B, Built-in (Python) — Names preassigned in the built-in names module : open,range,SyntaxError,...

As a caveat to Global access - reading a global variable can happen without explicit declaration, but writing to it without declaring global(var_name) will instead create a new local instance.


Essentially, the only thing in Python that introduces a new scope is a function definition. Classes are a bit of a special case in that anything defined directly in the body is placed in the class's namespace, but they are not directly accessible from within the methods (or nested classes) they contain.
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november 2017 by nhaliday
awk - Assigning system command's output to variable - Stack Overflow
awk 'BEGIN {"date" | getline mydate; close("date"); print "returns", mydate}'
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november 2017 by nhaliday
Reconsidering the Heritability of Intelligence in Adulthood: Taking Assortative Mating and Cultural Transmission into Account
Heritability estimates of general intelligence in adulthood generally range from 75 to 85%, with all heritability due to additive genetic influences, while genetic dominance and shared environmental factors are absent, or too small to be detected. These estimates are derived from studies based on the classical twin design and are based on the assumption of random mating. Yet, considerable positive assortative mating has been reported for general intelligence. Unmodeled assortative mating may lead to biased estimates of the relative magnitude of genetic and environmental factors.


Under the preferred phenotypic assortment model, the variance of intelligence in adulthood was not only due to non-shared environmental (18%) and additive genetic factors (44%) but also to non-additive genetic factors (27%) and phenotypic assortment (11%).This non-additive nature of genetic influences on intelligence needs to be accommodated in future GWAS studies for intelligence.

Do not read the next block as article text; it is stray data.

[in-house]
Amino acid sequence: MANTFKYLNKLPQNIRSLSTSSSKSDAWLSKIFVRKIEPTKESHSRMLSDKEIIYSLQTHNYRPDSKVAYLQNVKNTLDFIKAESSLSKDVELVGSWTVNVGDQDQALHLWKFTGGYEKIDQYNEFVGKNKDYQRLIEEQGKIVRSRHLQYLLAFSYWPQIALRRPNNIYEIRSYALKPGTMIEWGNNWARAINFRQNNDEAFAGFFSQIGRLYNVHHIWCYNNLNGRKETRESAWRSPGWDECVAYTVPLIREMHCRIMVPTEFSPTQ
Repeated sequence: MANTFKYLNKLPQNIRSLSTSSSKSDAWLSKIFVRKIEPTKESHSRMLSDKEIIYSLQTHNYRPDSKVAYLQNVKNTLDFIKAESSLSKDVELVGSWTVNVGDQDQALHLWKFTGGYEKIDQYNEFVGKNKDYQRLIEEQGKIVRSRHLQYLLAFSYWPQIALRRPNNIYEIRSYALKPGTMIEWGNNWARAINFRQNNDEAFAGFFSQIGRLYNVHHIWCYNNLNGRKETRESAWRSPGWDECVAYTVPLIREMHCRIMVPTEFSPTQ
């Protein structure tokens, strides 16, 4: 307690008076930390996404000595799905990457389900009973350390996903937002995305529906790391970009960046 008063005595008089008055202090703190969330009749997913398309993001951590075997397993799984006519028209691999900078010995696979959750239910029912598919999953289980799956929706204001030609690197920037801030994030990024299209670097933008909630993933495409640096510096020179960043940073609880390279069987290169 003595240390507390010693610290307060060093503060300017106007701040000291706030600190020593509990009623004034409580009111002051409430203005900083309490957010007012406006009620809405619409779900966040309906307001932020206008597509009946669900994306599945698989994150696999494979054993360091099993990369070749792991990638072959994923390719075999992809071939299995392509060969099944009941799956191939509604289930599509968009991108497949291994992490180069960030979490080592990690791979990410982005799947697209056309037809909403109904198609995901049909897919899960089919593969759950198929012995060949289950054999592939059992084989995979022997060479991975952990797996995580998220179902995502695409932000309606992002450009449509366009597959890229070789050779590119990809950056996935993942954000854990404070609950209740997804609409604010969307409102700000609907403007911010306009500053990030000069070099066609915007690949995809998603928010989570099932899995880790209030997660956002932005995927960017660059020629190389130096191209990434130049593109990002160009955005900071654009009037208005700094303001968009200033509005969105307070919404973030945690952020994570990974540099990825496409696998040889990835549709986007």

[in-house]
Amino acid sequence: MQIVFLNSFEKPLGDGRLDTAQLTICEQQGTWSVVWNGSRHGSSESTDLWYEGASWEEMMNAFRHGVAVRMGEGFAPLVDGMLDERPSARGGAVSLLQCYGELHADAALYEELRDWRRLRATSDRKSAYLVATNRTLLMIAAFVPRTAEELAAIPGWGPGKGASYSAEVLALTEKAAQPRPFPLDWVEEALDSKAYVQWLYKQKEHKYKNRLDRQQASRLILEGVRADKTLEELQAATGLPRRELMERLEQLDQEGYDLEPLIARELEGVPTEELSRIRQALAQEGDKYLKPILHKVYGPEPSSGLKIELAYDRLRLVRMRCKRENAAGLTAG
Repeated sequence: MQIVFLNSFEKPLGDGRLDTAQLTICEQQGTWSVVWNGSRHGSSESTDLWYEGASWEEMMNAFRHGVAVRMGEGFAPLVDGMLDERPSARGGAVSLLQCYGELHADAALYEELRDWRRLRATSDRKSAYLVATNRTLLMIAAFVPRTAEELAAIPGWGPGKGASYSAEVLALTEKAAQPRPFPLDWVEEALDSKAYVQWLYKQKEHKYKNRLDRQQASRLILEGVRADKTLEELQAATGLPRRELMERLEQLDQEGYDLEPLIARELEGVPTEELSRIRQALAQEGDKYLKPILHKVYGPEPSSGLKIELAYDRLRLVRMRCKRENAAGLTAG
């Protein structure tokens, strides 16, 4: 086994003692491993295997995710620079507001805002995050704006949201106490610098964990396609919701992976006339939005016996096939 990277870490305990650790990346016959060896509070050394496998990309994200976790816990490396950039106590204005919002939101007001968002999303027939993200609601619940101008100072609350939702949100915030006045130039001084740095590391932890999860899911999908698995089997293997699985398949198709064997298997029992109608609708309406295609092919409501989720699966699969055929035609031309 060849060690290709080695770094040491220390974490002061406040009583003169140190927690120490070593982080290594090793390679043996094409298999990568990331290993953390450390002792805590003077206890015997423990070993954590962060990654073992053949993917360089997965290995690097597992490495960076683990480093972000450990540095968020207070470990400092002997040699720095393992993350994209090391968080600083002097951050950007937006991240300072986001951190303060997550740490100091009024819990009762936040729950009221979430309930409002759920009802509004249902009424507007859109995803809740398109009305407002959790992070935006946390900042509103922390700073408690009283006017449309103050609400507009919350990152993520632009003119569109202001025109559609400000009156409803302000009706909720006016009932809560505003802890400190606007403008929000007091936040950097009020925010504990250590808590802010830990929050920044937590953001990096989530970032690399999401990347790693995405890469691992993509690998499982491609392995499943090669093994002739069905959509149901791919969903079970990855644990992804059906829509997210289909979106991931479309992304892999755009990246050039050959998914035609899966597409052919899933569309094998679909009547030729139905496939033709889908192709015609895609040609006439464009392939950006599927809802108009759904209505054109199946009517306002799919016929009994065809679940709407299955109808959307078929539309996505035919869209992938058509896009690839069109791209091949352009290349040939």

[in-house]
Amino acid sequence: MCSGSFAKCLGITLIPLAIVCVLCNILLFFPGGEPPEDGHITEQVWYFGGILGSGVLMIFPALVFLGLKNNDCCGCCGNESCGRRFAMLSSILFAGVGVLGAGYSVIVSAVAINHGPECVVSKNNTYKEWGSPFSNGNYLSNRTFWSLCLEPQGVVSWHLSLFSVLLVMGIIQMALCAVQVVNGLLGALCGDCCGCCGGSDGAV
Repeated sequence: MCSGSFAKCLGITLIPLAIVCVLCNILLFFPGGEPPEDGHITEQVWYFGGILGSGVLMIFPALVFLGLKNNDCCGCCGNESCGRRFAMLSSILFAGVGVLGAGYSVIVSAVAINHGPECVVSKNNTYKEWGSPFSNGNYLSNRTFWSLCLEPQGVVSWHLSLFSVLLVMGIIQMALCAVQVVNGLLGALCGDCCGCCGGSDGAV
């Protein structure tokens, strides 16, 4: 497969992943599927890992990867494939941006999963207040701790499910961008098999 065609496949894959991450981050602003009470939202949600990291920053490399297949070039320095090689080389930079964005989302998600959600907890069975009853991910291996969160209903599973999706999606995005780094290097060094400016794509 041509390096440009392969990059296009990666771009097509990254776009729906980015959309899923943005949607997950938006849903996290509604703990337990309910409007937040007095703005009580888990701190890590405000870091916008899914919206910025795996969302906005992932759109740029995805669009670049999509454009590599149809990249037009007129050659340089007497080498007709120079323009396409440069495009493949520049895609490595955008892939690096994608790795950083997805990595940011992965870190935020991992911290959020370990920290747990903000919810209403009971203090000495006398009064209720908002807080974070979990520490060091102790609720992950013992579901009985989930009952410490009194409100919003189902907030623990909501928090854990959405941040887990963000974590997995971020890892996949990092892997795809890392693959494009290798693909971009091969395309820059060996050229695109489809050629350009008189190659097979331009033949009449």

study  biodet  behavioral-gen  psychology  cog-psych  iq  twin-study  sib-study  biases  gotchas  models  map-territory  assortative-mating  variance-components  🌞  nonlinearity  regularizer  intricacy 
november 2017 by nhaliday
gn.general topology - Pair of curves joining opposite corners of a square must intersect---proof? - MathOverflow
In his 'Ordinary Differential Equations' (sec. 1.2) V.I. Arnold says "... every pair of curves in the square joining different pairs of opposite corners must intersect".

This is obvious geometrically but I was wondering how one could go about proving this rigorously. I have thought of a proof using Brouwer's Fixed Point Theorem which I describe below. I would greatly appreciate the group's comments on whether this proof is right and if a simpler proof is possible.


Since the full Jordan curve theorem is quite subtle, it might be worth pointing out that theorem in question reduces to the Jordan curve theorem for polygons, which is easier.

Suppose on the contrary that the curves A,BA,B joining opposite corners do not meet. Since A,BA,B are closed sets, their minimum distance apart is some ε>0ε>0. By compactness, each of A,BA,B can be partitioned into finitely many arcs, each of which lies in a disk of diameter <ε/3<ε/3. Then, by a homotopy inside each disk we can replace A,BA,B by polygonal paths A′,B′A′,B′ that join the opposite corners of the square and are still disjoint.

Also, we can replace A′,B′A′,B′ by simple polygonal paths A″,B″A″,B″ by omitting loops. Now we can close A″A″ to a polygon, and B″B″ goes from its "inside" to "outside" without meeting it, contrary to the Jordan curve theorem for polygons.

- John Stillwell
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october 2017 by nhaliday
Fish on Friday | West Hunter
There are parts of Europe, Switzerland and Bavaria for example, that are seriously iodine deficient. This used to be a problem. I wonder if fish on Friday ameliorated it: A three-ounce serving size of cod provides your body with 99 micrograms of iodine, or 66% of the recommended amount per day.